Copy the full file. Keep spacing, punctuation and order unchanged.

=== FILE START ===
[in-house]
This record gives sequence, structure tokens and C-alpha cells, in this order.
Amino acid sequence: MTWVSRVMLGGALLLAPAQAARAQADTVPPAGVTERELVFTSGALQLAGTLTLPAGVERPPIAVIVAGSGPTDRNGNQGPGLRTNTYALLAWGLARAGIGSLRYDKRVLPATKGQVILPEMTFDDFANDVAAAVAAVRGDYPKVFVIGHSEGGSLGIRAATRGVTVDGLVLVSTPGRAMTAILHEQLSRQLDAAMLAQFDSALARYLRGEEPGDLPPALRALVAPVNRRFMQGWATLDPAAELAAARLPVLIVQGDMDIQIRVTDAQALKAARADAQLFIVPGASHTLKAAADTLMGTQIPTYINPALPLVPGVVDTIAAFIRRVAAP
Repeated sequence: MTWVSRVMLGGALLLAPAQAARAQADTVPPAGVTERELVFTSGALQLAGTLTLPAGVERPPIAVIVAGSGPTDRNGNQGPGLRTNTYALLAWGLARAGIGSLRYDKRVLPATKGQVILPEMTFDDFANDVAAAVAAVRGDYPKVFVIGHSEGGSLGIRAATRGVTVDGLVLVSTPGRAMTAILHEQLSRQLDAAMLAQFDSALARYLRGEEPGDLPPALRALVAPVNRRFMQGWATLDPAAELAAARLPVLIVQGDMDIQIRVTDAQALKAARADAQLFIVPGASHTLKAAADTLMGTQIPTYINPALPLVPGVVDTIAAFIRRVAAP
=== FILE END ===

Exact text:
[in-house]
This record gives sequence, structure tokens and C-alpha cells, in this order.
Amino acid sequence: MTWVSRVMLGGALLLAPAQAARAQADTVPPAGVTERELVFTSGALQLAGTLTLPAGVERPPIAVIVAGSGPTDRNGNQGPGLRTNTYALLAWGLARAGIGSLRYDKRVLPATKGQVILPEMTFDDFANDVAAAVAAVRGDYPKVFVIGHSEGGSLGIRAATRGVTVDGLVLVSTPGRAMTAILHEQLSRQLDAAMLAQFDSALARYLRGEEPGDLPPALRALVAPVNRRFMQGWATLDPAAELAAARLPVLIVQGDMDIQIRVTDAQALKAARADAQLFIVPGASHTLKAAADTLMGTQIPTYINPALPLVPGVVDTIAAFIRRVAAP
Repeated sequence: MTWVSRVMLGGALLLAPAQAARAQADTVPPAGVTERELVFTSGALQLAGTLTLPAGVERPPIAVIVAGSGPTDRNGNQGPGLRTNTYALLAWGLARAGIGSLRYDKRVLPATKGQVILPEMTFDDFANDVAAAVAAVRGDYPKVFVIGHSEGGSLGIRAATRGVTVDGLVLVSTPGRAMTAILHEQLSRQLDAAMLAQFDSALARYLRGEEPGDLPPALRALVAPVNRRFMQGWATLDPAAELAAARLPVLIVQGDMDIQIRVTDAQALKAARADAQLFIVPGASHTLKAAADTLMGTQIPTYINPALPLVPGVVDTIAAFIRRVAAP